How to handle a flexible working request

Employers ought to be bracing themselves for a slew of flexible working requests from working dads following the lockdown experience. We’ve advice on how to get ahead of the game.

The words flexible working written on a post it note next to a keyboard and a pen


Our series on how coronavirus and the lockdown has affected working dads and the lessons for the future has thrown up a number of key themes.

One in particular is that men are not going to return to the 9 to 5.

Many dads who were previously wary of working from home have embraced it. Dumping the daily commute seems to be a particular boon. Being around their family at breakfast and after school has not just suited many dads but made for a more harmonious family life. Though it’s worth pointing out many working dads have struggled with the switch from work to home life without a car or train journey in between the two states.

So it looks like more dads will be requesting flexible working in the future. That’s going to present a challenge to line managers and HR departments. We know that previously men were more likely to have a flexible working application turned down than a woman would be. That points to an implicit bias and expectation that mums will change their working arrangements but dads won’t. That’s going to have to change.

So if you’re an employer, line manager or HR professional bracing for a barrage of flexible working requests from dads what are the issues to consider?

Get ahead of the game

Create a policy now if you haven’t already got one in place. This will make it easier for employees and their line managers. It takes a lot of the stress out of the situation for both. And it will help to ensure a consistent approach across your firm.

Acas and the CIPD are good places to look for examples of model policies.

Advertise it on your website in order to normalise the process. And set up an application form and a list of issues to consider – including the impact on the business and colleagues – so that everyone has given it some thought before they start.

Are they eligible?

The statutory right to request flexible working only applies to employees who have at least 26 weeks’ continuous employment at the date of the request. However it’s well worth considering widening that to all employees. Coronavirus is going to be with us for some time, allowing employees to settle into flexible arrangements may leave them, and your company, better placed to cope with any further waves of the pandemic.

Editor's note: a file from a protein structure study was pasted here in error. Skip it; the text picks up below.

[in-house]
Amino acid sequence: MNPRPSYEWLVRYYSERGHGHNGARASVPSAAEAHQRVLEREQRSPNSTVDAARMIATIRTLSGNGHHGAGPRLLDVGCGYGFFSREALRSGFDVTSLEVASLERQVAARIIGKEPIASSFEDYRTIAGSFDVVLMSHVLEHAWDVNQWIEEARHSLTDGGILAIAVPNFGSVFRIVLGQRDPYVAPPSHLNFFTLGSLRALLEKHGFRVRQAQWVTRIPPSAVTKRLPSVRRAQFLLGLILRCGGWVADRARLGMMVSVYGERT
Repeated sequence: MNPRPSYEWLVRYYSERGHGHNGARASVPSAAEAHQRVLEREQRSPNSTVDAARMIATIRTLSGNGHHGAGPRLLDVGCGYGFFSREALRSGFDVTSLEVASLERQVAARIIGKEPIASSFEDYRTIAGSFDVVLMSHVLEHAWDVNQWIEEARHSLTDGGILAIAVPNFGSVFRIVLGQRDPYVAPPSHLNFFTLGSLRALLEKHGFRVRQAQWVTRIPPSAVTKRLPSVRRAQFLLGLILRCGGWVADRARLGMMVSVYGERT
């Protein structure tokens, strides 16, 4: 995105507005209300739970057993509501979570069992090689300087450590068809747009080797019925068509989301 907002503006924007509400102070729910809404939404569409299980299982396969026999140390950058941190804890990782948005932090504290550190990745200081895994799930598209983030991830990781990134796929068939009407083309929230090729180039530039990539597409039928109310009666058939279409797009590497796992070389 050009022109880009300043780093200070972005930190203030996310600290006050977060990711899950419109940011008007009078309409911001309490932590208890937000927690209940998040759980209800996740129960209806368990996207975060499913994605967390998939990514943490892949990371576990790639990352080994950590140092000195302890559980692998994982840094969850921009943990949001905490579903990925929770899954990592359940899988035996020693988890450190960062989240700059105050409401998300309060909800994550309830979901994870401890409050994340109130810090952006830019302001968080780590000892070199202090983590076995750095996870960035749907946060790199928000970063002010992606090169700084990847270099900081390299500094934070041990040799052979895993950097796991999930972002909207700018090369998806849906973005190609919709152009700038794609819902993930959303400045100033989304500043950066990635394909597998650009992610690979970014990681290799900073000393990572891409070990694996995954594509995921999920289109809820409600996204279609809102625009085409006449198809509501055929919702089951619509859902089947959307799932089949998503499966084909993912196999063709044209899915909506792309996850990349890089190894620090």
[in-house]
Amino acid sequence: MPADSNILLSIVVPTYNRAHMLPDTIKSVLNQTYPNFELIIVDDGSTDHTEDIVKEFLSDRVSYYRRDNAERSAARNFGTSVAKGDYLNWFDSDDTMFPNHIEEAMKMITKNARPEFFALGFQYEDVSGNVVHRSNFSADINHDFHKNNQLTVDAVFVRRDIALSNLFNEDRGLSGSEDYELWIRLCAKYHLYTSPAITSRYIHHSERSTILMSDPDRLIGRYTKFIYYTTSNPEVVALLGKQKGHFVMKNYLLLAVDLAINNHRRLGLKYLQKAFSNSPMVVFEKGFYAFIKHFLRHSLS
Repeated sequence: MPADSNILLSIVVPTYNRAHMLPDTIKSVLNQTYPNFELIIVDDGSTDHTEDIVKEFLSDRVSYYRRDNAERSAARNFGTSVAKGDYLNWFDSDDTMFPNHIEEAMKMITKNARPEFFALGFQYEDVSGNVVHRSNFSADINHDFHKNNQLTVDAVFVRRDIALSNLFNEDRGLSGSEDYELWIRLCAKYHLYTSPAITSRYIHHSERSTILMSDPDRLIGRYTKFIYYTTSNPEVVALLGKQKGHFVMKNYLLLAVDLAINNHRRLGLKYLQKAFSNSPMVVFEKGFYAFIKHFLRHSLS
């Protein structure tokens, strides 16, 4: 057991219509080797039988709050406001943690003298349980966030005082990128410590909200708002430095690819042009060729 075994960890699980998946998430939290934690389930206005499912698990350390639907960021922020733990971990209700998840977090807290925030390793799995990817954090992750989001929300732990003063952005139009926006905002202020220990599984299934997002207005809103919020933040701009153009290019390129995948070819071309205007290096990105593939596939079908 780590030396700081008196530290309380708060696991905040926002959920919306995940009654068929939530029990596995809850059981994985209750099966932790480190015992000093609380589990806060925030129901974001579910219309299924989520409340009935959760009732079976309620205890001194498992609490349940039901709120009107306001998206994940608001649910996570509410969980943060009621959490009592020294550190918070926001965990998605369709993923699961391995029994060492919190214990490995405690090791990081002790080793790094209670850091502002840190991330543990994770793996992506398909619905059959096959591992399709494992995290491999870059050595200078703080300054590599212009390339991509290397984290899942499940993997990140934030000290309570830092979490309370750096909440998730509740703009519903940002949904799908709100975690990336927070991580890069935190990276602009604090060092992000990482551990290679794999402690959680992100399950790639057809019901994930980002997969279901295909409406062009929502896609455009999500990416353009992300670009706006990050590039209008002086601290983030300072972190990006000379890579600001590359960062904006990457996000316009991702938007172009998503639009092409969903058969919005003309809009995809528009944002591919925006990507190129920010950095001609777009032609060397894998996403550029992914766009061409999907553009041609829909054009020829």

Don’t discriminate

The law is such that it’s still fairly easy for an employer to turn down a flexible working request. You have to give a valid reason but those reasons are fairly elastic in their definition. However if you are going to turn down an application be aware of any potential pitfalls. If an employee feels their application was not dealt with fairly ultimately they can escalate it all the way to a tribunal.

Be positive

Many employees stepped up and flexed to ensure that the transition to lockdown was as easy as such a huge change could be. Be prepared to offer the same goodwill in return or risk losing talent.

The lockdown experience should’ve given you a good idea of what worked and what didn’t when it came to home working and flexible hours. Try to have an open and honest discussion about what went well and how any downsides will be mitigated.

Try it

With any flexible working arrangement it is key to build in a trial period. That allows you to show that all reasonable steps were taken to try and make things work. It also builds trust as both sides give a little and agree to look again at the set up after a period of time and make tweaks as necessary.

The trial period has to be long enough to let things bed in. 12 weeks seems sensible but anywhere from 8 weeks to six months would work depending on the situation.

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